Part II is a long narration of Naomi's life story, especially the history of her mental illness and of the role it imposed on Ginsberg himself. Ginsberg "was only 12" when he brought his mother to what was intended as a rest cure; instead, she became psychotic and was hospitalized, leaving Ginsberg with an everlasting sense of guilt. Separated from her husband, Naomi spent years of paranoia in chaos and institutionalization; son Allen vacillated between pity, disgust, escape in travel, and (homo)sexual exploration.
At the last meeting with his mother, in a mental hospital, she didn't recognize him. While living in San Francisco, two days after Naomi died, he received a letter from her: "Strange Prophesies anew! She wrote--'The key is in / the window, the key is in the sunlight at the window--I have / the key--Get married Allen don't take drugs . . . .' " (p. 31)
These passages give a vivid sense of mental disease and its impact on the family. Ginsberg is not self-pitying or self-indulgent in his description of the illness that laid siege to his mother's life and which so strongly influenced his own life for years. Modestly, he inserts: "I was in bughouse that year 8 months--my own visions unmentioned in this here Lament--" (p. 25)
The brief "Hymnn," is a blessing: "Blessed be you Naomi in Hospitals! Blessed be you Naomi in solitude! Blest be your triumph! . . . Blest be your last year's loneliness!" Part III (one page long) is a short recapitulation of Naomi's life, and uses her own cryptic words to try to make sense out of her life as well as of all life and death: "But that the key should be left behind--at the window . . . to the living . . . that can . . . look back see / Creation glistening backwards to the same grave . . . ." (p. 33)
Part IV, a chant, reaches beyond the personal to social history: "O mother / what have I left out"; (p. 34) "with your eyes of shock / with your eyes of lobotomy; " "farewell / with Communist party and a broken stocking"; "with your eyes of Czechoslovakia attacked by robots . . . ." (p. 35) Ending with the short part V, Ginsberg cries out to the shrieking crows circling in the sky above His mother's grave, "Lord Lord O Grinder of giant Beyonds my voice in a boundless / field in Sheol" (p.36) [Sheol is a Hebrew word meaning "the abode of death."]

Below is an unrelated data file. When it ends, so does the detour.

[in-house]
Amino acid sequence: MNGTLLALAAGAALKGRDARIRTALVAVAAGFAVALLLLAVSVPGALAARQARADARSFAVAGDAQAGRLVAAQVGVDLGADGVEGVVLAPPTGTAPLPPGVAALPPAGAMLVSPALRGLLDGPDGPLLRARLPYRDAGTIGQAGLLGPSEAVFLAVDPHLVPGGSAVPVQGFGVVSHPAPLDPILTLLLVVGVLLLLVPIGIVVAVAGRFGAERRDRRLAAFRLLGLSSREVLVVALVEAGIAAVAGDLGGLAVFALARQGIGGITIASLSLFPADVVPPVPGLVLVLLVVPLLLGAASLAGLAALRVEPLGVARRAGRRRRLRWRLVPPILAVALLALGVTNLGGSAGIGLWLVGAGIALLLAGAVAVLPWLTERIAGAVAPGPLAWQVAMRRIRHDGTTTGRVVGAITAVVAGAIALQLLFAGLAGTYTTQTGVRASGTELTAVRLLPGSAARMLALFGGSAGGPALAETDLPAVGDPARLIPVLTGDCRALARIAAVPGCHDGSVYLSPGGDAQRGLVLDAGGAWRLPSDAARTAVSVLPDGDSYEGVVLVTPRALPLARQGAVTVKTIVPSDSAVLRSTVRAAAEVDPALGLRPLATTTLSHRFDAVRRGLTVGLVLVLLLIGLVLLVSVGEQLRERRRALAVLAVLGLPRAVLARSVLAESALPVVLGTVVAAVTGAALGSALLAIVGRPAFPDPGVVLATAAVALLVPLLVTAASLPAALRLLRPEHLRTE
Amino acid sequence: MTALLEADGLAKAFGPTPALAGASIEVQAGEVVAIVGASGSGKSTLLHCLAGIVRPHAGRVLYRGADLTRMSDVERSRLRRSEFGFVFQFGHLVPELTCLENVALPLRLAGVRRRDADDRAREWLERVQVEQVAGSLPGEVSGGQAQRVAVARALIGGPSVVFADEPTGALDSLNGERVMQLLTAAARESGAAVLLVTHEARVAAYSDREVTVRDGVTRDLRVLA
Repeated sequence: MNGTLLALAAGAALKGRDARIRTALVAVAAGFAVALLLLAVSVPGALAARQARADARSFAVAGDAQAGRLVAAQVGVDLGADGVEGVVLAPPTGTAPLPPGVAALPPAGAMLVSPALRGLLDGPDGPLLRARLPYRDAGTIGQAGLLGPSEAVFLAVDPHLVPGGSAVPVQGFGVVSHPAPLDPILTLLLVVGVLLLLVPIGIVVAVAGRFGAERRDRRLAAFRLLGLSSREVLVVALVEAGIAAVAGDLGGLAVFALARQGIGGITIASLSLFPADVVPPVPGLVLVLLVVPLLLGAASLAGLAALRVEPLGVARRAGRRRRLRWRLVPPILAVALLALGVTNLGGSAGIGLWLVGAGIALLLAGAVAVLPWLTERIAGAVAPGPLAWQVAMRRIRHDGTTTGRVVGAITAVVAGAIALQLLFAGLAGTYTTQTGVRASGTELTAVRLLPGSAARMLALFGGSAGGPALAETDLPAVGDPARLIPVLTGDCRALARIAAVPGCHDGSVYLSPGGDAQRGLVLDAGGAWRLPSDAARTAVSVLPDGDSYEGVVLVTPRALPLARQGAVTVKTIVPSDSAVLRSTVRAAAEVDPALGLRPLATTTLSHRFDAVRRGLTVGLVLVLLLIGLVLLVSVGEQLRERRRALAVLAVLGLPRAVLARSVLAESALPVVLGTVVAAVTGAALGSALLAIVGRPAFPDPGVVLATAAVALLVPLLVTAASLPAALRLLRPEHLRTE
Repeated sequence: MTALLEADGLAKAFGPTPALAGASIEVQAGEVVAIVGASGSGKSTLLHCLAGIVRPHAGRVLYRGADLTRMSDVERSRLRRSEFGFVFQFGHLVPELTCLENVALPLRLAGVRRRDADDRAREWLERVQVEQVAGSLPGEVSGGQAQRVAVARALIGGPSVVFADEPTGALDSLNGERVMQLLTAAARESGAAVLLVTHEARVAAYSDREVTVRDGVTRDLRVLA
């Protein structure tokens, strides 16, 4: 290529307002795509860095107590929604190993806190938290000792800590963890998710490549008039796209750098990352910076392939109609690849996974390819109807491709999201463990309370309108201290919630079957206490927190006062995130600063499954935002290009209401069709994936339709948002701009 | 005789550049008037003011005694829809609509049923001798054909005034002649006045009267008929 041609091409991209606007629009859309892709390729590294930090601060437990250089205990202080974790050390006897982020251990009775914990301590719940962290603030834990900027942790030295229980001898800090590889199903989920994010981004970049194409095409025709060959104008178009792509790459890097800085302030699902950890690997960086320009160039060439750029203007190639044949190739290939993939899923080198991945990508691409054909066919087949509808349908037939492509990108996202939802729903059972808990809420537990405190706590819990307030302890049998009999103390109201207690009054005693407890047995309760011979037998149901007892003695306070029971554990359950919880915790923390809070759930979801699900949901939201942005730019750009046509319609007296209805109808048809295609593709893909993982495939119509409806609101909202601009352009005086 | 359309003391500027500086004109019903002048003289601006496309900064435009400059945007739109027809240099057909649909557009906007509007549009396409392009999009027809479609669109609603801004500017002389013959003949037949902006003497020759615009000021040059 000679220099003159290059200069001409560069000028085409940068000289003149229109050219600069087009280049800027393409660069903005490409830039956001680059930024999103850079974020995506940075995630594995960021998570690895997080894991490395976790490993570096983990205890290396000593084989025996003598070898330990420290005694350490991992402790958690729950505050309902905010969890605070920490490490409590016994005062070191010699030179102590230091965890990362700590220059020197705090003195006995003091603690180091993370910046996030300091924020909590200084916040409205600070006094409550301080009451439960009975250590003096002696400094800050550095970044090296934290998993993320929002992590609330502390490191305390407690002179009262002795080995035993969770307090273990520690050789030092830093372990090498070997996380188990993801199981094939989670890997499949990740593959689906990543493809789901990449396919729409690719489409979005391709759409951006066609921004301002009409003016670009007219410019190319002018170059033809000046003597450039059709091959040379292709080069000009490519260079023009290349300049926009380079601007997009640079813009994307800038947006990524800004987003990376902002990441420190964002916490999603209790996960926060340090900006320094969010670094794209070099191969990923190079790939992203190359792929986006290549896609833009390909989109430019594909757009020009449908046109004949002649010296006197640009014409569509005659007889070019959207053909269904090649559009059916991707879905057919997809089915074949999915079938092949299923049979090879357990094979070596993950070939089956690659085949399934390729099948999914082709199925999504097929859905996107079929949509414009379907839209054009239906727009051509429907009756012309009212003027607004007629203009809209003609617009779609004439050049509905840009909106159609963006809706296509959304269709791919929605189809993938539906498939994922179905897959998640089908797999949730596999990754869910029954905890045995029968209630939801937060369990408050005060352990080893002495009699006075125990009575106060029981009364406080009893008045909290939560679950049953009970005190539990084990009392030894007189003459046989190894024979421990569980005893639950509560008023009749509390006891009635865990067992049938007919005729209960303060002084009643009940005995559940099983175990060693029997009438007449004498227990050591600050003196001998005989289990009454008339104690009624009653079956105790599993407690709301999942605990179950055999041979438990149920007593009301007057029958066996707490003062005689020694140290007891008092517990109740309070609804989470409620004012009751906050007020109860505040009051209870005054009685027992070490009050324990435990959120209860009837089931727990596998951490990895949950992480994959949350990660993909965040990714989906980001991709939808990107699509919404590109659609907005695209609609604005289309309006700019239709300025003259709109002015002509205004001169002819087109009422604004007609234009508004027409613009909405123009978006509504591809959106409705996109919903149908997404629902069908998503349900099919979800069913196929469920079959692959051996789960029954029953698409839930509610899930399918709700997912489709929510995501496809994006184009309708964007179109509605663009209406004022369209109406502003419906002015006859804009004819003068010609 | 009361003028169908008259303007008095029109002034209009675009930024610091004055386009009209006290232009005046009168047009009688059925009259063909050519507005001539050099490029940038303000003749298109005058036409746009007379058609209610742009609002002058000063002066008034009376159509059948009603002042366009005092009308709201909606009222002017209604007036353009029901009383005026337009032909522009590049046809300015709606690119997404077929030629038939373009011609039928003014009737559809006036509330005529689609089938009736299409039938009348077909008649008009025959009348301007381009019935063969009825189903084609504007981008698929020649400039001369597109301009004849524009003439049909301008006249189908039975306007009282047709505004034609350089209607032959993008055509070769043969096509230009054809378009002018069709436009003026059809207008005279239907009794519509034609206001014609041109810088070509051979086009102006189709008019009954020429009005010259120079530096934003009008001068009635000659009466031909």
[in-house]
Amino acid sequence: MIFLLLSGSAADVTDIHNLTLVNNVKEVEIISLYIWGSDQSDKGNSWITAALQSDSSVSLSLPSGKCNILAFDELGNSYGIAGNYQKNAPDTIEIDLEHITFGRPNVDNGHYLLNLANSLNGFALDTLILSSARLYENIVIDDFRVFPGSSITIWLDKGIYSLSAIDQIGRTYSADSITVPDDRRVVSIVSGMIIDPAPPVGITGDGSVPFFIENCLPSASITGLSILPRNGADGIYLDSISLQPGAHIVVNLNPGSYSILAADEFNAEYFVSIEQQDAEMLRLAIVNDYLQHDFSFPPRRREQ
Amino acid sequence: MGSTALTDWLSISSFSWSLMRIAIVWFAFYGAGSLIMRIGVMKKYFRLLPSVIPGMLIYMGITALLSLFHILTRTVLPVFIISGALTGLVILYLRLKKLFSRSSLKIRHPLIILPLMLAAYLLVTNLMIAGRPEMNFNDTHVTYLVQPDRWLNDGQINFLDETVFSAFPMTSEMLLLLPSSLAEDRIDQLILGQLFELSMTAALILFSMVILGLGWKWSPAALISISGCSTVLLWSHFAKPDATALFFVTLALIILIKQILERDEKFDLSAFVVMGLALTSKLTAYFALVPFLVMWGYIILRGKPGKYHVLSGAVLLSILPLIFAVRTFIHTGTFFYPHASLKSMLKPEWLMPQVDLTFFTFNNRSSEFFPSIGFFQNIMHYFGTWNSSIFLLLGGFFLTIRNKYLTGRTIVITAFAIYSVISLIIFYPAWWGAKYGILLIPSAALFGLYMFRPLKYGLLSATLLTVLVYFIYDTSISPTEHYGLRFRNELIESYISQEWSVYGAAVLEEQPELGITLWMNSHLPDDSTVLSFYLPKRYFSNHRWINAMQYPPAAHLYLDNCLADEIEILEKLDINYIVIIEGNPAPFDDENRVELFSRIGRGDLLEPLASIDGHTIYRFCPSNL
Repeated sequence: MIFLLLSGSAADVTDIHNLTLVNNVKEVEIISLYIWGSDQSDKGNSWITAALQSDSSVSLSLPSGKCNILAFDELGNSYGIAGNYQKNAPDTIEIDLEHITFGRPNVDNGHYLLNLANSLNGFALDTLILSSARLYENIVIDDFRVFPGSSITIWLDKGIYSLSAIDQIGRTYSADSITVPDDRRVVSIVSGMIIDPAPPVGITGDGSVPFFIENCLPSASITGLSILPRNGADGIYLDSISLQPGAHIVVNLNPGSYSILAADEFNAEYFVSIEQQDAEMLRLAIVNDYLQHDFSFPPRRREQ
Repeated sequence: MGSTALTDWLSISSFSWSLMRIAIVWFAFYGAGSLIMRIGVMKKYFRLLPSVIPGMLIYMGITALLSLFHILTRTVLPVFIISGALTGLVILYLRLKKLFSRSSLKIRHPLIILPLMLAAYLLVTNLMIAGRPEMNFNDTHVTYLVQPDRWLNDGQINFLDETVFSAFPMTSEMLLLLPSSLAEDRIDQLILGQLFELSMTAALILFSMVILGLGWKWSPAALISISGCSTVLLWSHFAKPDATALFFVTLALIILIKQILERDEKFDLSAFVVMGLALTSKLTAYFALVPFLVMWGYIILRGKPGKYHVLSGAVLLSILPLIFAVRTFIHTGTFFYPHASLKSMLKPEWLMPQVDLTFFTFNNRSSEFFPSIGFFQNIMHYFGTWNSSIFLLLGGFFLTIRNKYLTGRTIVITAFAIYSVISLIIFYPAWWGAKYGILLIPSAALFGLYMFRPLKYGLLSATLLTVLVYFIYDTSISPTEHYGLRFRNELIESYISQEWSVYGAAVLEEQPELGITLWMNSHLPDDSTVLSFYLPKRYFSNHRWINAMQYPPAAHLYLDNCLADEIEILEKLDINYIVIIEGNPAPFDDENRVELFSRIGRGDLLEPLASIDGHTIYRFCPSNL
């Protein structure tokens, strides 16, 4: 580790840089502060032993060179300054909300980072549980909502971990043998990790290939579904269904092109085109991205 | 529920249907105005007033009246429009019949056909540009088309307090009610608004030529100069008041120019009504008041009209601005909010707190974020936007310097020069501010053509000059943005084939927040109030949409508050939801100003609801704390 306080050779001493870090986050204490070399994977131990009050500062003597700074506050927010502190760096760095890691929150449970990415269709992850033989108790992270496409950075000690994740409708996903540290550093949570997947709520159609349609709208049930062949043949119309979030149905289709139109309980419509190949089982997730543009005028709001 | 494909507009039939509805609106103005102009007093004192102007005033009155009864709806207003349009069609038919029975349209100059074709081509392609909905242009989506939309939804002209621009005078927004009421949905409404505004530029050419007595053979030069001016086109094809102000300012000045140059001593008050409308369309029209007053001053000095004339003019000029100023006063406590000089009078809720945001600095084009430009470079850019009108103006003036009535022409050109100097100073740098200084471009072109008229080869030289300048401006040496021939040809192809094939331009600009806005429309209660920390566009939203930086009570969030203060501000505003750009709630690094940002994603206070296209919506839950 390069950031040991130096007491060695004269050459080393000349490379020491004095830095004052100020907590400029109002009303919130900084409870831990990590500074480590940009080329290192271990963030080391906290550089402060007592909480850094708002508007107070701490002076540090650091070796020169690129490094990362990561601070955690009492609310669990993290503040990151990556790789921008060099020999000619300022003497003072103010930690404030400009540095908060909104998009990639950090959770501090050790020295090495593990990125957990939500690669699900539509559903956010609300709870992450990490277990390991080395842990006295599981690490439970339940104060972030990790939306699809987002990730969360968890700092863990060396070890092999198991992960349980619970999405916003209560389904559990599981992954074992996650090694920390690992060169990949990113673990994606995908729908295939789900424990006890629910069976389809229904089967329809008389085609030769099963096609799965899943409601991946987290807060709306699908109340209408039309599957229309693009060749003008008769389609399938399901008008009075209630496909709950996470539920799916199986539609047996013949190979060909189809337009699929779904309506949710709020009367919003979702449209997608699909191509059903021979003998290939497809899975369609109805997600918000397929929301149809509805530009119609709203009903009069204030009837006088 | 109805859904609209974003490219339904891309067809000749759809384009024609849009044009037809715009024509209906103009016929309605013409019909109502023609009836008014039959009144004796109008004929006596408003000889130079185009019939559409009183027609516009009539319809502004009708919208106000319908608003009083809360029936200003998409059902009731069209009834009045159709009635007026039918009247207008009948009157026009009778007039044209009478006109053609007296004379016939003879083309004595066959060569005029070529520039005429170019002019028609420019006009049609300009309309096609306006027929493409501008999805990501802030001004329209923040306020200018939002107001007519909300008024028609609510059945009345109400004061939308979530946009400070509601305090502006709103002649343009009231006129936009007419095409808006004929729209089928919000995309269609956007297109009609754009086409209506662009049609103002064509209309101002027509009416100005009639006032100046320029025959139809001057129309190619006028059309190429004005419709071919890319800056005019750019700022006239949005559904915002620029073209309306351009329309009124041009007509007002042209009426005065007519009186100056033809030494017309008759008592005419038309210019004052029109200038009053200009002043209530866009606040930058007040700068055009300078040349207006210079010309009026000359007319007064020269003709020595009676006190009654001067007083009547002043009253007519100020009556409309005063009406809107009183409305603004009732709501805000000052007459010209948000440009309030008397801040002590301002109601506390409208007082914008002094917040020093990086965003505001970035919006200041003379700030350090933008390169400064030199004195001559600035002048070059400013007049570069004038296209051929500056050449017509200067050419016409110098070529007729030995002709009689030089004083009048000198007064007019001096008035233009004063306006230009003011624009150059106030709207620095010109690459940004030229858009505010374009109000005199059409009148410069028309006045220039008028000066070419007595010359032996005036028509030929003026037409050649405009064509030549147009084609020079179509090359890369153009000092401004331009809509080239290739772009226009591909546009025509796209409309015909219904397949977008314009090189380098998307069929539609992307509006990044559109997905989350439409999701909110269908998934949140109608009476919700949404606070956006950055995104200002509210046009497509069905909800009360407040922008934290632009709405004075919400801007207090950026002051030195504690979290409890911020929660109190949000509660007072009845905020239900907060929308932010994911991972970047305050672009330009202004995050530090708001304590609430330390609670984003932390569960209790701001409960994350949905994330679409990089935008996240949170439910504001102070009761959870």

The speaker describes his grandmother, just prior to her death. She is "impossible to get on with," unless you are the nineteen year old grandson, who has not just a soft spot for her, but who sees the benefits of a free place to stay and eat. On Thanksgiving Day just after dinner, "death touched the old lady," requiring that she move from the beach house where they had been staying to the family "home."
Several verses describe her decline: the ravings, the daze, the smell, the cries. She refused to go to the hospital, "I won't go." In alarm he calls an ambulance for the actively resistant woman. "Is this what you call / making me comfortable?" she cries to the lifting attendants. Then, as if to defy the "smart . . . young people," she lets them know she's still in charge by promptly dying. Her final words dismiss the elm trees seen from the ambulance window, and life as well: "Well, I'm / tired of them."
This poem describes the lifestyle of young rebels. They are "cool," having "left school," and enjoy themselves being bad. Although this gang is busy living life, they also realize that they "die soon."
Summary:Death is compared to an "insect / Menacing the tree" in its insidious, covert actions. Although the reader is urged to fight death with whatever means are available, the poet recognizes that some circumstances are beyond hope.
Summary:This poem considers, from the perspective of one who is experiencing it, the overwhelming, apparent timelessness of pain. The author aptly states that pain "cannot recollect / When it began", and that "it has no future but itself."